Abstract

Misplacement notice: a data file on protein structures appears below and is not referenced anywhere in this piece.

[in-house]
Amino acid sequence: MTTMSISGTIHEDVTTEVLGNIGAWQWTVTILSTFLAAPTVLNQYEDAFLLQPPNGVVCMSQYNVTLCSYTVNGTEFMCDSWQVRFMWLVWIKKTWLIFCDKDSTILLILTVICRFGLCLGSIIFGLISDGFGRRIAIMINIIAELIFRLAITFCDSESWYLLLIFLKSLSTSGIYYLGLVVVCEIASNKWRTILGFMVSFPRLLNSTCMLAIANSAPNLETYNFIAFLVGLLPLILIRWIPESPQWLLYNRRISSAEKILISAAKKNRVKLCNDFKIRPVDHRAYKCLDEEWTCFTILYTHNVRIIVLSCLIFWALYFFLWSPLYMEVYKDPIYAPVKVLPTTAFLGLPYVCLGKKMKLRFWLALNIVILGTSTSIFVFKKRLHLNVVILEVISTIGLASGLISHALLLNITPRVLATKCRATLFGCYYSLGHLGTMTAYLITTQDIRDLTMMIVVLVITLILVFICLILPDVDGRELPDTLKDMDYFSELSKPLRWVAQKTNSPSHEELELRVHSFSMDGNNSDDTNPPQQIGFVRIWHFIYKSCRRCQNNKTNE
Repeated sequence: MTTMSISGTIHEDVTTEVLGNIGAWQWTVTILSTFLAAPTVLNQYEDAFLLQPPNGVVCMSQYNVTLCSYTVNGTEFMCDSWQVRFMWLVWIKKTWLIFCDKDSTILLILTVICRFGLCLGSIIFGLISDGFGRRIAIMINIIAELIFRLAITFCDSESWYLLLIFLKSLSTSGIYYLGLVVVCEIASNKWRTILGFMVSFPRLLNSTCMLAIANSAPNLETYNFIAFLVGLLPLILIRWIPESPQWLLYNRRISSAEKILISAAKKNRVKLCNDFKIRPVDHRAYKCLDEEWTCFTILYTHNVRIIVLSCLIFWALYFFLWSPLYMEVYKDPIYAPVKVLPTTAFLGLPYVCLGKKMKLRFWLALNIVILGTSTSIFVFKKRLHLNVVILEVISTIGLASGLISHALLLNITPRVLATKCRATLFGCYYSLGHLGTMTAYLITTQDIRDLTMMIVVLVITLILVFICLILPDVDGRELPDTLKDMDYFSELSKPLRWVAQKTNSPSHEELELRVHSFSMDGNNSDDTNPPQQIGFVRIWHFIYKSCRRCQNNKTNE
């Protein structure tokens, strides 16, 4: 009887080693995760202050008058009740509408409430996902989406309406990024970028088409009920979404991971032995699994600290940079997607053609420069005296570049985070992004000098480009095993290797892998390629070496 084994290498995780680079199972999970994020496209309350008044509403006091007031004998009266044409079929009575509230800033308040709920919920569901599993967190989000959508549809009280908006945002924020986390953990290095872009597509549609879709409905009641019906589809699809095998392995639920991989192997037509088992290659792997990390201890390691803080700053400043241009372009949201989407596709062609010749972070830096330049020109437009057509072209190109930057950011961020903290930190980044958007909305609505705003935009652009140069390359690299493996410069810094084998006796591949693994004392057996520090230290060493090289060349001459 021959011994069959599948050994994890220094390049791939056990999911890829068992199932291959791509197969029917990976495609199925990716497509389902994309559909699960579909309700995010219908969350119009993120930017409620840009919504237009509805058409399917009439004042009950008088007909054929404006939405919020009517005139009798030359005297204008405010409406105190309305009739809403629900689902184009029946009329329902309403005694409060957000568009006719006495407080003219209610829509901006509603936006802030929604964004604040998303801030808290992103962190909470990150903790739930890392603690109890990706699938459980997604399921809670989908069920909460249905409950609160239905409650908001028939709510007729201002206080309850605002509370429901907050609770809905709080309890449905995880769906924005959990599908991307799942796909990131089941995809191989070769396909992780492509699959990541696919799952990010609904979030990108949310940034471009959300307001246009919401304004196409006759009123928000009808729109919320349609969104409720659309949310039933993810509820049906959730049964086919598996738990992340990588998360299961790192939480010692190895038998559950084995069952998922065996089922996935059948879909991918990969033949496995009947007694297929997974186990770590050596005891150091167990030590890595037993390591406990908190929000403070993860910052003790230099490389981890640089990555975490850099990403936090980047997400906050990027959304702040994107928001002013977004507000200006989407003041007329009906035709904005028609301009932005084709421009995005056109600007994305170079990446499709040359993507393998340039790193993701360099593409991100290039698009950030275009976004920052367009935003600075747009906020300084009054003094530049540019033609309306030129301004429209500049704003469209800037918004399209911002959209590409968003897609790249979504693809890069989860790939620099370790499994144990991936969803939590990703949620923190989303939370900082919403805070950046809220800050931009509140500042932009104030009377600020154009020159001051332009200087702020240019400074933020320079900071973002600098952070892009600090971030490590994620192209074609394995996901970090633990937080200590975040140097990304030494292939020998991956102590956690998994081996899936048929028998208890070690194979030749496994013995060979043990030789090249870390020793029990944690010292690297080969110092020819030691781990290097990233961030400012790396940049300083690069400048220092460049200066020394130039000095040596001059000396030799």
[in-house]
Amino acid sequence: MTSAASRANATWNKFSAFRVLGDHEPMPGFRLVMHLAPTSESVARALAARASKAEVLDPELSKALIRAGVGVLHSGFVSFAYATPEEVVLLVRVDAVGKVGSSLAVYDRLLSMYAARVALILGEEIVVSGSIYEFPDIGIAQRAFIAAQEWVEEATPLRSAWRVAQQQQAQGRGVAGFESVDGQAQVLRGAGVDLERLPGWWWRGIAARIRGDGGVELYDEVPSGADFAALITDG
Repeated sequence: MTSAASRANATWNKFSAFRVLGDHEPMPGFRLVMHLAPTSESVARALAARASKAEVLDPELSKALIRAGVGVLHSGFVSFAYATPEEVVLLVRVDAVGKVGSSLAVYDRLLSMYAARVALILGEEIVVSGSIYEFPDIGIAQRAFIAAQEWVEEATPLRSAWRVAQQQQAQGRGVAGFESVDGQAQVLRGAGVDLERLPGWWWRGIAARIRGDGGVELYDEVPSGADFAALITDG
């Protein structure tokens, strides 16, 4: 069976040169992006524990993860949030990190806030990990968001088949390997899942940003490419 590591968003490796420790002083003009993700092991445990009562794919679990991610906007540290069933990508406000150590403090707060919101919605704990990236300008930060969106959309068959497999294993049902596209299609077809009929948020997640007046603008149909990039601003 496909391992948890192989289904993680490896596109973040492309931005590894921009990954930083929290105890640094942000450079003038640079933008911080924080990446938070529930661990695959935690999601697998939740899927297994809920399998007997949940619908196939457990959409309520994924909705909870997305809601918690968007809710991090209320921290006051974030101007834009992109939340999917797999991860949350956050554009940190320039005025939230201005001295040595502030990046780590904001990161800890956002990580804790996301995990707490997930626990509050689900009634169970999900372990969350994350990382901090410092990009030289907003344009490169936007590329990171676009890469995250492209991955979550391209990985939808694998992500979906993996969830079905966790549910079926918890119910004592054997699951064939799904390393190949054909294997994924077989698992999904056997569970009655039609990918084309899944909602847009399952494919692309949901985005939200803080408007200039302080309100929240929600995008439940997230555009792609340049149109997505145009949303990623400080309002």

Economic models of crime and punishment implicitly assume that the government can credibly commit to the fines, sentences, and apprehension rates it has chosen. We study the government's problem when credibility is an issue. We find that several of the standard predictions of the economic model of crime and punishment are robust to commitment, but that credibility may in some cases result in lower apprehension rates, and hence a higher crime rate, compared to the static version of the model.

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